Part of a series of simple internal newsletters I did for a client, posted here early 2015 but back-dated to the original dates.
Buying fewer things, repairing them, planned obsolescence. It’s a discussion that has been going on for a while but this piece by Nick Thorpe on Aeon does a pretty thorough job of reviewing many of those trends and angles, looking at the feasibility and the thinking behind each. Worth spending some time pondering.
—The love of stuff
“Skybox’s constellation of micro-satellites is putting out the world’s first commercial, high-resolution, HD video of Earth from space.” The video shows planes taking off and landing, as recorded from private satellites. Mind blowing in its own right, imagine the quality intelligence agencies must have at their disposal.
—Planes Landing in Beijing: Video from Space
As more technology companies become household names, some still prefer to stay away from the spotlight yet manage some great accomplishments and power whole industries. ARM Holdings is such a firm and Bloomberg Businessweek shows us a bit of how it’s done.
—The Unlikely Tale of How ARM Came to Rule the World
We live in a time where execution, getting things done and going from one task to the next are considered accomplishments, great ways of working. Tony Schwartz argues that taking the time to reflect is of vital importance—that we shouldn’t just forge ahead but pause more often and inform our decisions.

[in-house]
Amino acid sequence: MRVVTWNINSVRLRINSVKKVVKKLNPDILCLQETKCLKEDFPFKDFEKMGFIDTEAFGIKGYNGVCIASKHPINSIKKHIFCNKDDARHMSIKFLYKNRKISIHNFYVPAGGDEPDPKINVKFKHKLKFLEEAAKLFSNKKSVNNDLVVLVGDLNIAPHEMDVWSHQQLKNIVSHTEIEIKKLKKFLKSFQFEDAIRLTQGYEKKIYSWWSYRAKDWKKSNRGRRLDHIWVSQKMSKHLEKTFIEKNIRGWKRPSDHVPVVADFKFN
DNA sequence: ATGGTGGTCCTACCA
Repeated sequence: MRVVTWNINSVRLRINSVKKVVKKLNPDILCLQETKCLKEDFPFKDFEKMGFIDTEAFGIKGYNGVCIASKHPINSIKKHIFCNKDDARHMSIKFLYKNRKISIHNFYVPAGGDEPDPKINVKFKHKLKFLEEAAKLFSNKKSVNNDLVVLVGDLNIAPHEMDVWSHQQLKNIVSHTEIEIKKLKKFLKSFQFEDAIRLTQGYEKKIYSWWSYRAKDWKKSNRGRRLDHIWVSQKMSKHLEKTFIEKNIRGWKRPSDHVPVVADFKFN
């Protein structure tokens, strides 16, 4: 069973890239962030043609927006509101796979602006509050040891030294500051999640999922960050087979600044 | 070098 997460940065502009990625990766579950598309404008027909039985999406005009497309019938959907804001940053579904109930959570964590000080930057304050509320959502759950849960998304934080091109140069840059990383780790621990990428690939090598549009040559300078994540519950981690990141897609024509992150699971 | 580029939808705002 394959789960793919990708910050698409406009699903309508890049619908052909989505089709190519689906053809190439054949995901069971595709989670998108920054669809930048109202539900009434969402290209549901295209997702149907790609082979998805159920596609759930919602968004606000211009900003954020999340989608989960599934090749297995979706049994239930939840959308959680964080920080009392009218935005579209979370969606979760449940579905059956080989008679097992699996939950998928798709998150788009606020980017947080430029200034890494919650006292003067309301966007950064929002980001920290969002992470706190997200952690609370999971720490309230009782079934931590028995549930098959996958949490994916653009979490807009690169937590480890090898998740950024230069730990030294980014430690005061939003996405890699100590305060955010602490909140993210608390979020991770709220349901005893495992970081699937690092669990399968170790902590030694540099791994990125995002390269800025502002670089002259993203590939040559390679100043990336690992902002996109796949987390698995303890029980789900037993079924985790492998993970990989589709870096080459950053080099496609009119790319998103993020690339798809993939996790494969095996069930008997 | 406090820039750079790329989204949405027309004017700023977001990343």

—More Reflection, Less Action
Sure, some Kickstarter products never ship, sure, many have long delays and yes, corporations are jumping on board, so it’s not all indie, all the time anymore, but on March 3, 2014, Kickstarter showed it’s still a pretty incredible platform when it passed $1 billion in pledges.
—Kickstarter passed $1 Billion in pledges
“Morgan Stanley, which also is bullish on the stock, is even more ebullient. ‘We are witnessing the most disruptive intersection of manufacturing, innovation and capital experienced by the auto industry in more than a century,’ gushed analyst Adam Jonas in a note. ‘Tesla may be in position to disrupt industries well beyond the realm of traditional auto manufacturing. It’s not just cars.’”
—Tesla’s most disruptive product may not be its cars
Can we pass past experiences, fears and traumas to our children at conception? Can these factors affect their physical and psychological development? Researchers looking at epigenetics think they have some promising leads in proving it’s possible.
—Epigenetics: The sins of the father
And finally, three quick stories:
The Guardian’s digital revenues hit £70 million, perhaps a promising way ahead for them.
Facebook might be buying solar-powered drones that can fly for five years so the company can offer internet access in Africa. Ars Technica had a look at the technology last year (via TechCrunch’s coverage of the possible deal).
Apple announced CarPlay which puts iOS on your dashboard. Ferrari, Mercedes-Benz and Volvo will be the first to make it available.